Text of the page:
In the investigation into Kittower's death, Allen says she had a lot of evidence showing caregiver Cesar Ulloa had beaten and abused him.
"Because [Kittower] had a blood clot dislodge and that wound up killing him, we couldn't say to a medical certainty ... that the physical violence that he had suffered shortly before his death caused the clot to dislodge," she said. "I realized that we really weren't going to be able to charge a homicide."
But the more she thought about Kittower and what he had suffered, she decided to charge Ulloa with torture. A jury agreed that's what happened to Kittower and four other residents. Ulloa was sentenced to life in prison.
Kittower's Autopsy Unveils Additional Trauma
After Richard McDonough, a former Hollywood TV director, retired, he began to develop dementia. His night wanderings became too frequent and dangerous, so his wife, Mary, along with their three children made the difficult decision to move him into a home where he could be safer.
"We had promised each other we would never put the other one in a nursing home. I would say, 'I will always take care of you,' and Richard would say, 'I will always take care of you,' " Mary McDonough says.
The first couple of nursing homes were a bad fit for his needs, but then in December of 2006, McDonough says, they found Silverado.
"It was perfect," she says. "He could walk out any of the doors, except the front door ... and walk all around. They had a little pitch-and-putt course, a swimming pool that was well-guarded and fenced. It was a lovely place. It was like a home."
She says Richard seemed less agitated at Silverado and she thought his care was very good. But one day, the home called a meeting to tell the families a caregiver had been arrested in connection with the death of one of the residents: Elmore Kittower. Mary McDonough said she was shocked but not worried about her husband.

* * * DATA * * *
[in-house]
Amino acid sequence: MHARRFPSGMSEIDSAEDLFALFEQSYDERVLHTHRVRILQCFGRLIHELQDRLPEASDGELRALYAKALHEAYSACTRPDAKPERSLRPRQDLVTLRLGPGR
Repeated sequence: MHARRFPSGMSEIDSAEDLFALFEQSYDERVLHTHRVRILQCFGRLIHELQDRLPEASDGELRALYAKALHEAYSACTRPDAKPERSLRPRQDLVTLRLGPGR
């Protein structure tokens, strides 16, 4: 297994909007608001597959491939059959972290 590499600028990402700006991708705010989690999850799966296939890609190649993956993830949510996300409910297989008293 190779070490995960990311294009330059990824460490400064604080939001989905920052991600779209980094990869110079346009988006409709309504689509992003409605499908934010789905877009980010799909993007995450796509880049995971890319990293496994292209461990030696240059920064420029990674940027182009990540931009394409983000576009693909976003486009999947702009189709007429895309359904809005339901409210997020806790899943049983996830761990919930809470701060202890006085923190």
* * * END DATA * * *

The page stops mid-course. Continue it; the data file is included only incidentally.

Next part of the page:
During the time the caretaker was being investigated, Richard died. That was in 2008. Mary says it wasn't a surprise because he had become very weak.
What did surprise her was when six months later a detective came by to talk with her and her daughter Molly. He told them caregivers at the home had seen the suspect in the Kittower case beat other residents, including Richard.
"What could I have done?" Mary McDonough says. "That always goes through your mind, what could I have done to stop that. But I never saw anything. He had bruises and maybe a little abrasion here but so did a lot of the others."
Without the autopsy, Kittower's abuser would have gotten away with it, says Allen.
"The deaths are complicated," Allen says. "But we can't just say it's complicated and push it aside. We can't just say they're old and they're going to die soon and not look at it as something that is significant."
Allen says if autopsies on the elderly are stopped, the truth about a suspicious death may never be learned.
"In this particular case, the truth did go to the grave; it was buried, it was 6 feet under with Mr. Kittower. And this abuse would have just continued," Allen says. "It was only that death that actually got someone to come forward. And I think [if] these secrets go to the grave ... more and more people will just get abused in the process."